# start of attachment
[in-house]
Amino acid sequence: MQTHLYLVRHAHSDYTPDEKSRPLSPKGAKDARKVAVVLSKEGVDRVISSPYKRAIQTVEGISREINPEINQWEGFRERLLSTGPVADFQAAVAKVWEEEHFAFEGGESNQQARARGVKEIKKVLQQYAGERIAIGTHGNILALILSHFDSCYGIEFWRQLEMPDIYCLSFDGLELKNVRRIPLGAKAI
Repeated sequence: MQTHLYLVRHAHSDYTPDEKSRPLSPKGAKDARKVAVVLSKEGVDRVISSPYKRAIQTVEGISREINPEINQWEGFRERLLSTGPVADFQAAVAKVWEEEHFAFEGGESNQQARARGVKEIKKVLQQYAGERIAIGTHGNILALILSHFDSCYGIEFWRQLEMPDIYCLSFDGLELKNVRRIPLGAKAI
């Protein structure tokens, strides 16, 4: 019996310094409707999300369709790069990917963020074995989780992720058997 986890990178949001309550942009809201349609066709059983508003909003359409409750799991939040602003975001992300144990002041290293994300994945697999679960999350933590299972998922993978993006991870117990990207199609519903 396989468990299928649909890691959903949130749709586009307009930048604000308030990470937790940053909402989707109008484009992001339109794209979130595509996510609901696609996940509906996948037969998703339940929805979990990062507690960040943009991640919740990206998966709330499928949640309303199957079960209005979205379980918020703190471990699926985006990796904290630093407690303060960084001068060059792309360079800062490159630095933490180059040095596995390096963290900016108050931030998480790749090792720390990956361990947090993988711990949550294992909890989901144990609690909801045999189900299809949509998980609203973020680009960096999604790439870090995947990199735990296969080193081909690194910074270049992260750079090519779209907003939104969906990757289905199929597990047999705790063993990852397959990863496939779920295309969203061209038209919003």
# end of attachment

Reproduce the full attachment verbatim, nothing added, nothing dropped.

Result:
[in-house]
Amino acid sequence: MQTHLYLVRHAHSDYTPDEKSRPLSPKGAKDARKVAVVLSKEGVDRVISSPYKRAIQTVEGISREINPEINQWEGFRERLLSTGPVADFQAAVAKVWEEEHFAFEGGESNQQARARGVKEIKKVLQQYAGERIAIGTHGNILALILSHFDSCYGIEFWRQLEMPDIYCLSFDGLELKNVRRIPLGAKAI
Repeated sequence: MQTHLYLVRHAHSDYTPDEKSRPLSPKGAKDARKVAVVLSKEGVDRVISSPYKRAIQTVEGISREINPEINQWEGFRERLLSTGPVADFQAAVAKVWEEEHFAFEGGESNQQARARGVKEIKKVLQQYAGERIAIGTHGNILALILSHFDSCYGIEFWRQLEMPDIYCLSFDGLELKNVRRIPLGAKAI
């Protein structure tokens, strides 16, 4: 019996310094409707999300369709790069990917963020074995989780992720058997 986890990178949001309550942009809201349609066709059983508003909003359409409750799991939040602003975001992300144990002041290293994300994945697999679960999350933590299972998922993978993006991870117990990207199609519903 396989468990299928649909890691959903949130749709586009307009930048604000308030990470937790940053909402989707109008484009992001339109794209979130595509996510609901696609996940509906996948037969998703339940929805979990990062507690960040943009991640919740990206998966709330499928949640309303199957079960209005979205379980918020703190471990699926985006990796904290630093407690303060960084001068060059792309360079800062490159630095933490180059040095596995390096963290900016108050931030998480790749090792720390990956361990947090993988711990949550294992909890989901144990609690909801045999189900299809949509998980609203973020680009960096999604790439870090995947990199735990296969080193081909690194910074270049992260750079090519779209907003939104969906990757289905199929597990047999705790063993990852397959990863496939779920295309969203061209038209919003």